# Toward Higher-Order Mass Detection: Influence of an Adsorbate’s Rotational Inertia and Eccentricity on the Resonant Response of a Bernoulli-Euler Cantilever Beam

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## Abstract

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## 1. Introduction

**Figure 1.**Schematic of a uniform cantilever beam supporting a rigid mass of arbitrary shape and size attached at an arbitrary point. The finite size and shape of the attached mass are reflected in its eccentricity e and its mass moment of inertia J with respect to the out-of-plane axis through G. (Point G is the center of mass of the attached particle).

## 2. Theoretical Modeling

#### 2.1. Problem Statement

#### 2.2. Assumptions

- The kinematic assumptions of Bernoulli-Euler beam theory apply (e.g., [44]).
- The cantilever has a uniform rectangular cross section of thickness h and width b.
- The added mass (adsorbate) is assumed to be rigid and rigidly connected to the beam at an arbitrary point, i.e., the vertical position and rotational orientation of the attached particle at any time are determined, respectively, by the deflection and slope of the deformed beam axis at the attachment location. In the undeformed beam configuration the point of attachment is assumed to be directly beneath the center of mass (G) of the added mass.
- The adsorbate is assumed to have no effect on the cantilever’s stiffness.
- Damping is neglected, as are the effects of any surrounding fluid (gas or liquid).

#### 2.3. Formulation of the Boundary Value Problem (BVP)

#### 2.4. Exact Solution of the Boundary Value Problem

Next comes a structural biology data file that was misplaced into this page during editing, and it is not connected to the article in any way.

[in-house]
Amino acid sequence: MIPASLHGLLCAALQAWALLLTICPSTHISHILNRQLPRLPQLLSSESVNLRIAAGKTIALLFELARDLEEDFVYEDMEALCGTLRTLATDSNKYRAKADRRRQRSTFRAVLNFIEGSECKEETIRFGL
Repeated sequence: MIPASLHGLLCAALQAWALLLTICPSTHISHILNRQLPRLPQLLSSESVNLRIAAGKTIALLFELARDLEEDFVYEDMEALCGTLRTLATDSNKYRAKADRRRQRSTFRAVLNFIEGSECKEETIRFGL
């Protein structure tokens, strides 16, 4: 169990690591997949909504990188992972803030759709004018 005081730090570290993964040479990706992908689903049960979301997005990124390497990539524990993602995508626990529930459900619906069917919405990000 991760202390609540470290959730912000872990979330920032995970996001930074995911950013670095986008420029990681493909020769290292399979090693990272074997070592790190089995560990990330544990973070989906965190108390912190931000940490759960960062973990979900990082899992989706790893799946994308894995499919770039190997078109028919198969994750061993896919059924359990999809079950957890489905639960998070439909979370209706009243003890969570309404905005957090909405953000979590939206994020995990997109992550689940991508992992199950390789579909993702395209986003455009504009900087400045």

_{i}, i=1, 2, …, 8:

_{n}may be obtained by substituting $\lambda ={\lambda}_{n}$ into Equation (10) and solving. This result for {A}

_{n}may then be placed into Equations (9a) and (9b) to obtain the two portions, ${\text{\Phi}}_{1,n}(\xi )$ and ${\text{\Phi}}_{2,n}(\xi )$, of the corresponding eigenfunction (mode shape) ${\phi}_{n}(\xi ).$ We note that the functional dependence of ${\lambda}_{n}$ implies that the percent change in any natural (resonant) frequency due to the added mass (and the corresponding mode shape of the mass-loaded beam) depends on three dimensionless parameters: $\text{}{\xi}_{0}$, $\overline{M}$, and ${\overline{e}}_{eff}$. This dependence will be explored in Section 3.

#### 2.5. Linearized Approximation for the Frequency Parameter

**Figure 2.**Plots of (

**a**) translational inertia coefficient, ${{\beta}_{t}}^{(n)}\left({\xi}_{0}\right)$, and (

**b**) rotational inertia coefficient, ${{\beta}_{r}}^{(n)}\left({\xi}_{0}\right)$, for an attached particle at position $\xi ={\xi}_{0}$ on a cantilever (modes 1–4).

#### 2.6. Refined Analytical Solution

#### 2.7. Linearized Expressions for the Natural Frequencies; Discrete-Mass Sensitivity

#### 2.8. Accuracy of the Various Analytical Formulas for the Adsorbate-Induced Frequency Change

**Figure 3.**Comparison of relative frequency shifts predicted by the exact model and the various analytical formulas for ${\overline{e}}_{eff}$ = 0.15 and ${\xi}_{0}=1$: (

**a**) mode 1 for M/m $\in [0,\text{\hspace{0.17em}}1]$; (

**b**) mode 1 for M/m $\in [0,\text{\hspace{0.17em}}0.1]$ (i.e., zoomed view of Figure 3a); (

**c**) mode 2 for M/m $\in [0,\text{\hspace{0.17em}}0.1]$; and (

**d**) mode 3 for M/m $\in [0,\text{\hspace{0.17em}}0.1]$.

**Figure 4.**Comparison of relative frequency shift as predicted by the exact model and the refined analytical formula (Equation (26c)): (

**a**) M/m = 0.01; (

**b**) M/m = 0.05. (For both cases ${\overline{e}}_{eff}=0.15$).

#### 2.9. Rayleigh-Method Interpretation of Refined Analytical Solution

## 3. Results and Discussion

#### 3.1. General Parametric Study: Effects of Adsorbate Mass, Adsorbate Position, Effective Eccentricity, and Mode Number on the Frequency Response

- As expected, the frequency shift is strongly dependent on the longitudinal position of the particle and its magnitude increases as the particle mass increases.